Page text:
When the sun sets down on Monday in Kenya, business people will not be scrambling to close their shops and go home to beat a dusk-to-dawn curfew put in place to curb the spread of COVID-19.
Instead, they will have at least two more hours to serve their customers before closing the shops for the day.
This follows the reduction of the curfew time by three hours by President Uhuru Kenyatta on June 6, enabling the business to have more time to operate.
President Kenyatta cut the curfew hours from 7 p.m. to 5 a.m. to 9 p.m. to 4 a.m. The extra working hours have come as a boon for businesses, translating into more income and jobs for workers.
Hotels and eateries, supermarkets, fuel stations, mobile money agents, barbershops and salons, public transport vehicle operators and motorbike taxi riders, chemists and vegetable and meat sellers, among others, are some of the businesses that instantly reaped from the long working hours from Jun. 7.
At Moi Avenue branch of Naivas supermarkets in Nairobi city center, shopping went on to about 7 p.m. It was the same case at various businesses like chemists, restaurants and clothes stalls in the city center where customers and traders had more time to buy and sell before heading home.
“The change in curfew time has extended business time, which is good for us. I no longer need to park my vehicle by 6.30 p.m. so that I beat curfew time. For the extra time now, I can do one more trip which means more money,” said Joseph Mungai, a conductor with Rembo Shuttle, a bus firm that plies Nairobi city center-Kitengela route.
The public transport vehicles commonly known as matatus have seen their incomes drop as they carry fewer passengers to maintain social distance to curb the spread of COVID-19.
“My 32-seater bus carries 16 passengers who pay 100 shillings (about 1 U.S. dollar) per trip. But I could hardly make four trips in a day due to the curfew and the reduced number of people. With the new curfew time, I can now make at least 32 dollars more,” he said.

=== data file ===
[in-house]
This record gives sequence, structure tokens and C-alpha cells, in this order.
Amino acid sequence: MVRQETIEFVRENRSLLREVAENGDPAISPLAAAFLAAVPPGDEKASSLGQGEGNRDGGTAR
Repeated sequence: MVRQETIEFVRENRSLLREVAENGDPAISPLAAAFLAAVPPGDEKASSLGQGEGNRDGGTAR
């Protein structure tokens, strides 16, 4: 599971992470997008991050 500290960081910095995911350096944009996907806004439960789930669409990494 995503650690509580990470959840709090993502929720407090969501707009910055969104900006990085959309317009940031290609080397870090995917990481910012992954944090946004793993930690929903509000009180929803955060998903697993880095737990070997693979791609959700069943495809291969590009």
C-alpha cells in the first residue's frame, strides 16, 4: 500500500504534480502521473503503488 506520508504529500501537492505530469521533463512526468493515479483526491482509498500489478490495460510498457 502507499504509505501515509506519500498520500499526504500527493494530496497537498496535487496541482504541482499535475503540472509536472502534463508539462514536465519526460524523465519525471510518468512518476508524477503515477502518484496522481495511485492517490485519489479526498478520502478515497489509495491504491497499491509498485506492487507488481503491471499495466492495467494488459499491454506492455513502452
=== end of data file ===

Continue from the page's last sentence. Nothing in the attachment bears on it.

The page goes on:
For Grace Mutuku, a vegetable seller on the east of Nairobi, the end of curfew at 4 a.m. means she can leave her home by 5 a.m. for the main wholesale market in the city center, Nairobi.
“The earlier you arrive at the market, the better the prices. With the new curfew time, I can also sell to more people in the evening without a rush. This is close to normal for me,” she said.
Another happy lot is motorbike taxi operators scattered across the east African in their thousands.
The reduction of curfew time means the thousands of youths working in the sector can work for longer hours, especially in the morning and evening peak hours, and earn more.
“With the curfew time reduced, more people are returning to work which means more money in our pockets. This is better,” said David Kiarie, a motorbike taxi rider in Kitengela, noting he was optimistic he would make more than the average 8 dollars a day he has been making since March when the curfew was imposed.
Ernest Manuyo, a lecturer at Pioneer Institute in Nairobi, noted that longer working hours will boost livelihoods and create jobs, especially in the informal sector.
Kenya’s COVID-19 cases have been on an upward trajectory since March, accelerating in June to clock 2,862 on Monday.